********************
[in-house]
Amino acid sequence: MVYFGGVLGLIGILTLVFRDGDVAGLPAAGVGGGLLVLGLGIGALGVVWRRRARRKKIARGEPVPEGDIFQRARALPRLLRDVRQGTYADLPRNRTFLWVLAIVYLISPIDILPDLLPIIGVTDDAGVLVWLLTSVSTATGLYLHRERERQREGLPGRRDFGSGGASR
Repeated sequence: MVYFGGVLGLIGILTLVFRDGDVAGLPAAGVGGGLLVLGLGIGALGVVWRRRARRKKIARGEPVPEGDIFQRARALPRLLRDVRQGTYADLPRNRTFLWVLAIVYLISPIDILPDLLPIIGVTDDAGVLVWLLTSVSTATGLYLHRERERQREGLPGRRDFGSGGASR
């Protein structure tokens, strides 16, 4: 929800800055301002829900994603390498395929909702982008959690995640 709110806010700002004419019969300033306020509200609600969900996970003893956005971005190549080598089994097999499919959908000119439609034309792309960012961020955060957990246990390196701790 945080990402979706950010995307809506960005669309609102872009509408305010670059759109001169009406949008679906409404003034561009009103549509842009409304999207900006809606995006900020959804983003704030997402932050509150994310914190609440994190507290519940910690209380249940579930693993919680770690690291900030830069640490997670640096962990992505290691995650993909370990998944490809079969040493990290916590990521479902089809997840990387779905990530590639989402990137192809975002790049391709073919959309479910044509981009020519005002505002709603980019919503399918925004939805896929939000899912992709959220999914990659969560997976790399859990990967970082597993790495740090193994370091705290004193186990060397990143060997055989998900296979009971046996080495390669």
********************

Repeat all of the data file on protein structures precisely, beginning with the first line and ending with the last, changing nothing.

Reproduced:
[in-house]
Amino acid sequence: MVYFGGVLGLIGILTLVFRDGDVAGLPAAGVGGGLLVLGLGIGALGVVWRRRARRKKIARGEPVPEGDIFQRARALPRLLRDVRQGTYADLPRNRTFLWVLAIVYLISPIDILPDLLPIIGVTDDAGVLVWLLTSVSTATGLYLHRERERQREGLPGRRDFGSGGASR
Repeated sequence: MVYFGGVLGLIGILTLVFRDGDVAGLPAAGVGGGLLVLGLGIGALGVVWRRRARRKKIARGEPVPEGDIFQRARALPRLLRDVRQGTYADLPRNRTFLWVLAIVYLISPIDILPDLLPIIGVTDDAGVLVWLLTSVSTATGLYLHRERERQREGLPGRRDFGSGGASR
């Protein structure tokens, strides 16, 4: 929800800055301002829900994603390498395929909702982008959690995640 709110806010700002004419019969300033306020509200609600969900996970003893956005971005190549080598089994097999499919959908000119439609034309792309960012961020955060957990246990390196701790 945080990402979706950010995307809506960005669309609102872009509408305010670059759109001169009406949008679906409404003034561009009103549509842009409304999207900006809606995006900020959804983003704030997402932050509150994310914190609440994190507290519940910690209380249940579930693993919680770690690291900030830069640490997670640096962990992505290691995650993909370990998944490809079969040493990290916590990521479902089809997840990387779905990530590639989402990137192809975002790049391709073919959309479910044509981009020519005002505002709603980019919503399918925004939805896929939000899912992709959220999914990659969560997976790399859990990967970082597993790495740090193994370091705290004193186990060397990143060997055989998900296979009971046996080495390669």